The Department of Justice announced on Thursday that it will challenge Texas’ implementation of stricter ID requirements for voting in the state. Texas enacted the new restrictions in 2011, but a federal court blocked the law last year because the court believed it didn’t guarantee that voters could obtain an ID free of charge. Critics of the law argued that a potential fee essentially amounted to a poll tax that would deny the right to vote to individuals who couldn’t afford to get the ID.
That federal ruling, however, was undone in June, when the U.S. Supreme Court struck down provisions of the 1965 Voting Rights Act. Since the Supreme Court decision, some states have gone ahead with laws that have stronger identification requirements to cast a ballot. The provisions have drawn a sharp line in the sand politically. Here is Reuters’ take on the stakes for both sides:
Voter ID laws have become a political and racial flashpoint across the country, with Democrats generally opposing the measures and many Republicans backing them. Supporters say they are needed to deter people from illegally casting ballots, while opponents say voter fraud is exaggerated in order to mask purposeful suppression of Democratic constituencies.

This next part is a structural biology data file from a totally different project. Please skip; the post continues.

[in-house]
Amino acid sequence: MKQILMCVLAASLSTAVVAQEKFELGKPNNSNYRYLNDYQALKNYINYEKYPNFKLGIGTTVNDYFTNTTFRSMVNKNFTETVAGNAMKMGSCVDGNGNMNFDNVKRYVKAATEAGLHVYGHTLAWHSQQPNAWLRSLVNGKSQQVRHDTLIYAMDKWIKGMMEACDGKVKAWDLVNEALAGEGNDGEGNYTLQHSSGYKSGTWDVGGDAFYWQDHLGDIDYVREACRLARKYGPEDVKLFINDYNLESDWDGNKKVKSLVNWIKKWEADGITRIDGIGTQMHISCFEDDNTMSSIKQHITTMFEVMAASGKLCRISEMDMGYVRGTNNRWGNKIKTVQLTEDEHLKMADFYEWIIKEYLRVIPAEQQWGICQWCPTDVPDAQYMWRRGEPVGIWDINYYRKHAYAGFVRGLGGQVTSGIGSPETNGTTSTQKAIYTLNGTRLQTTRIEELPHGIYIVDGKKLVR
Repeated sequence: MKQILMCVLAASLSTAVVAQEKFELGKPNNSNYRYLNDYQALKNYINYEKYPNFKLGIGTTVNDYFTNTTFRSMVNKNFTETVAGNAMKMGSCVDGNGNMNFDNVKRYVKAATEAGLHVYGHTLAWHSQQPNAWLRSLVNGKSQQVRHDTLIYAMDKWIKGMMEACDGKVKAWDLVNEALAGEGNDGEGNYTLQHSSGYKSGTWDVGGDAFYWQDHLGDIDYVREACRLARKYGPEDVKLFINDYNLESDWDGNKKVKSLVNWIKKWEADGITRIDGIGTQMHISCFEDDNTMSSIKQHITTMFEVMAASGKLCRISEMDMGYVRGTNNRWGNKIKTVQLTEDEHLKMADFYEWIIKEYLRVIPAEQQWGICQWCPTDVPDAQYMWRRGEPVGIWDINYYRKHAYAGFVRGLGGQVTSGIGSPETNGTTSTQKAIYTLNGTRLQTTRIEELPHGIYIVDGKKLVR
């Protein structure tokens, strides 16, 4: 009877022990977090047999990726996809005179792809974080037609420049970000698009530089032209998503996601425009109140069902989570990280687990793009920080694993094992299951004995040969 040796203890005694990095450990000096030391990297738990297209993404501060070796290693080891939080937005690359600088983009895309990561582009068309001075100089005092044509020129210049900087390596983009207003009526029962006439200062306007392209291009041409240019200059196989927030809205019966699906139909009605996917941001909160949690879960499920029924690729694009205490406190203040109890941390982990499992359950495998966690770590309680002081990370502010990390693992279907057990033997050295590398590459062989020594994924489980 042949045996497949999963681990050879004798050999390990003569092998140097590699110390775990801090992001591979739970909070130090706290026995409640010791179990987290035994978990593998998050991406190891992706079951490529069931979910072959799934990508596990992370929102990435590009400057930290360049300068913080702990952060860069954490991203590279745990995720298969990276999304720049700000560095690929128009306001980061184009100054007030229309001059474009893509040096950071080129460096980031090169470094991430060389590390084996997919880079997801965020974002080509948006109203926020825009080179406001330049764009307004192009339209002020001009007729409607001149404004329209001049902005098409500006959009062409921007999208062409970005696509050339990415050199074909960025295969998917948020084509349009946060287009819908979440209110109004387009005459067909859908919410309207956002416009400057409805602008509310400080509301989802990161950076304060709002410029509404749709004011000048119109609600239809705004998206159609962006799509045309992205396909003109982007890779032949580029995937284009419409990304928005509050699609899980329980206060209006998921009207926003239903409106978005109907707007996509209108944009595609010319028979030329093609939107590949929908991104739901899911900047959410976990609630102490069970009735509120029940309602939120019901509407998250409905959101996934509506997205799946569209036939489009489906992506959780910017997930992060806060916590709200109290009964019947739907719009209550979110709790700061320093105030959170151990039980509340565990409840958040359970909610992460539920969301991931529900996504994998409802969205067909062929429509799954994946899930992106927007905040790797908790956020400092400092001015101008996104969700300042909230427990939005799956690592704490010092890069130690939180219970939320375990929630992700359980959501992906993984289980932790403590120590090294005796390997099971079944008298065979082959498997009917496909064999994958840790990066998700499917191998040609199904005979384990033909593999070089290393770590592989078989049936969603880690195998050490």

The Obama administration contends that the Texas law still violates a portion of the Voting Rights Act, as well as voting rights guaranteed under the Fourteenth and Fifteenth Amendments to the Constitution. The suit alleges that the Texas law was “adopted with the purpose, and will have the result, of denying or abridging the right to vote on account of race, color, or membership in a language minority group.”
Texas state Attorney General Greg Abbott, a Republican, has said he will defend the state's requirement in court.